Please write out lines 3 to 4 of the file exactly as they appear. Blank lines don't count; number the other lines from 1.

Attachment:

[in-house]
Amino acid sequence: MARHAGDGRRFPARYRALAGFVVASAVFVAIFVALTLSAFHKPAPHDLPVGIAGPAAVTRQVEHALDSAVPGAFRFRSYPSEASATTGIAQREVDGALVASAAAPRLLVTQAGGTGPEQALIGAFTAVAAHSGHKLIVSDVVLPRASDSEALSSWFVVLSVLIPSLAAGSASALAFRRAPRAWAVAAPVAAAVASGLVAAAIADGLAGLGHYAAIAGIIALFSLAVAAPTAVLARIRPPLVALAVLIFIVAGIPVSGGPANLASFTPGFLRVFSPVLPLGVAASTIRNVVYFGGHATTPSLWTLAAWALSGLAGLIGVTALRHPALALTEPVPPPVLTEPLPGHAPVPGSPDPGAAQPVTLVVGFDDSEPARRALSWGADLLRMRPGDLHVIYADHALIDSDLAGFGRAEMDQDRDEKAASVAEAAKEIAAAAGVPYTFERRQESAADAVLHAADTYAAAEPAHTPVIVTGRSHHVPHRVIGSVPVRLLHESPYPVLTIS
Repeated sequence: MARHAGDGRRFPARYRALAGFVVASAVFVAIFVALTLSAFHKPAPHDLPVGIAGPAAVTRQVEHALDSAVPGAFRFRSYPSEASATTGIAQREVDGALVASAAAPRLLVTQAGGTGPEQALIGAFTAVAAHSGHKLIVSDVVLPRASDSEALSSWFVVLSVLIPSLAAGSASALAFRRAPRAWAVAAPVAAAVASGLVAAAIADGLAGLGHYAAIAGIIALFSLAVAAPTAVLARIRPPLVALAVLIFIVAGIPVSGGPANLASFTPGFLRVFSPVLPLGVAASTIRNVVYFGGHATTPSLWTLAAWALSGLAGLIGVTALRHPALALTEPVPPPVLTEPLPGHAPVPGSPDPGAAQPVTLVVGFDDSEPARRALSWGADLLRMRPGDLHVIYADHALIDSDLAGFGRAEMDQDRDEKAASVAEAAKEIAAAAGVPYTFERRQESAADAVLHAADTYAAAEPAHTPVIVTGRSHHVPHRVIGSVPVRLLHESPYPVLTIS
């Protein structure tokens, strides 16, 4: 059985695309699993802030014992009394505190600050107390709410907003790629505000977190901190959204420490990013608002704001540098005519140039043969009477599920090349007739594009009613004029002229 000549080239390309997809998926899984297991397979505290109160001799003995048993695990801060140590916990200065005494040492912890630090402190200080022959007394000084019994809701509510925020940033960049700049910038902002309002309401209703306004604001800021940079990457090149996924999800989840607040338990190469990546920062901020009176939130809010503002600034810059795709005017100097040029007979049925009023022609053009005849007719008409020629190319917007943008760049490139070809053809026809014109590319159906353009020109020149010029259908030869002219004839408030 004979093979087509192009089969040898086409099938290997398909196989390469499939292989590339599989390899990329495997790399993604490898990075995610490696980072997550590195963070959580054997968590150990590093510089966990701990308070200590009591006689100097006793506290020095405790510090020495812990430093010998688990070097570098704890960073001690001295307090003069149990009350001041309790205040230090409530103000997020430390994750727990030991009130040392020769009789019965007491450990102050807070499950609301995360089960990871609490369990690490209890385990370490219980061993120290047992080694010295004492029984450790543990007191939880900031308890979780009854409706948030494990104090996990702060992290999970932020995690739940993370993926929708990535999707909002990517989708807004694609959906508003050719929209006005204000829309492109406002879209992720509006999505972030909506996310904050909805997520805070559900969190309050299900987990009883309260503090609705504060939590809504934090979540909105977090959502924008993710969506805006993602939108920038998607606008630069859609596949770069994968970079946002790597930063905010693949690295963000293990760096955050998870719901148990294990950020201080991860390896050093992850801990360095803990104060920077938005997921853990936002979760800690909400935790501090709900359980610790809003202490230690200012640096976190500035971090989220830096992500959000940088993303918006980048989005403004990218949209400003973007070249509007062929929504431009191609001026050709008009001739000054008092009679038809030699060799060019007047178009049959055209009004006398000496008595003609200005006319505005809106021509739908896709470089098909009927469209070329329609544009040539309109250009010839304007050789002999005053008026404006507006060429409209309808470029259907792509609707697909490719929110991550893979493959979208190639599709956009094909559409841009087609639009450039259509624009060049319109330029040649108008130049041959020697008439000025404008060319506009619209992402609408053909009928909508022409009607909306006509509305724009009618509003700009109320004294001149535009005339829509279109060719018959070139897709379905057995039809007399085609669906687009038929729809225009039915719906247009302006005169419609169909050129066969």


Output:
Repeated sequence: MARHAGDGRRFPARYRALAGFVVASAVFVAIFVALTLSAFHKPAPHDLPVGIAGPAAVTRQVEHALDSAVPGAFRFRSYPSEASATTGIAQREVDGALVASAAAPRLLVTQAGGTGPEQALIGAFTAVAAHSGHKLIVSDVVLPRASDSEALSSWFVVLSVLIPSLAAGSASALAFRRAPRAWAVAAPVAAAVASGLVAAAIADGLAGLGHYAAIAGIIALFSLAVAAPTAVLARIRPPLVALAVLIFIVAGIPVSGGPANLASFTPGFLRVFSPVLPLGVAASTIRNVVYFGGHATTPSLWTLAAWALSGLAGLIGVTALRHPALALTEPVPPPVLTEPLPGHAPVPGSPDPGAAQPVTLVVGFDDSEPARRALSWGADLLRMRPGDLHVIYADHALIDSDLAGFGRAEMDQDRDEKAASVAEAAKEIAAAAGVPYTFERRQESAADAVLHAADTYAAAEPAHTPVIVTGRSHHVPHRVIGSVPVRLLHESPYPVLTIS
């Protein structure tokens, strides 16, 4: 059985695309699993802030014992009394505190600050107390709410907003790629505000977190901190959204420490990013608002704001540098005519140039043969009477599920090349007739594009009613004029002229 000549080239390309997809998926899984297991397979505290109160001799003995048993695990801060140590916990200065005494040492912890630090402190200080022959007394000084019994809701509510925020940033960049700049910038902002309002309401209703306004604001800021940079990457090149996924999800989840607040338990190469990546920062901020009176939130809010503002600034810059795709005017100097040029007979049925009023022609053009005849007719008409020629190319917007943008760049490139070809053809026809014109590319159906353009020109020149010029259908030869002219004839408030 004979093979087509192009089969040898086409099938290997398909196989390469499939292989590339599989390899990329495997790399993604490898990075995610490696980072997550590195963070959580054997968590150990590093510089966990701990308070200590009591006689100097006793506290020095405790510090020495812990430093010998688990070097570098704890960073001690001295307090003069149990009350001041309790205040230090409530103000997020430390994750727990030991009130040392020769009789019965007491450990102050807070499950609301995360089960990871609490369990690490209890385990370490219980061993120290047992080694010295004492029984450790543990007191939880900031308890979780009854409706948030494990104090996990702060992290999970932020995690739940993370993926929708990535999707909002990517989708807004694609959906508003050719929209006005204000829309492109406002879209992720509006999505972030909506996310904050909805997520805070559900969190309050299900987990009883309260503090609705504060939590809504934090979540909105977090959502924008993710969506805006993602939108920038998607606008630069859609596949770069994968970079946002790597930063905010693949690295963000293990760096955050998870719901148990294990950020201080991860390896050093992850801990360095803990104060920077938005997921853990936002979760800690909400935790501090709900359980610790809003202490230690200012640096976190500035971090989220830096992500959000940088993303918006980048989005403004990218949209400003973007070249509007062929929504431009191609001026050709008009001739000054008092009679038809030699060799060019007047178009049959055209009004006398000496008595003609200005006319505005809106021509739908896709470089098909009927469209070329329609544009040539309109250009010839304007050789002999005053008026404006507006060429409209309808470029259907792509609707697909490719929110991550893979493959979208190639599709956009094909559409841009087609639009450039259509624009060049319109330029040649108008130049041959020697008439000025404008060319506009619209992402609408053909009928909508022409009607909306006509509305724009009618509003700009109320004294001149535009005339829509279109060719018959070139897709379905057995039809007399085609669906687009038929729809225009039915719906247009302006005169419609169909050129066969």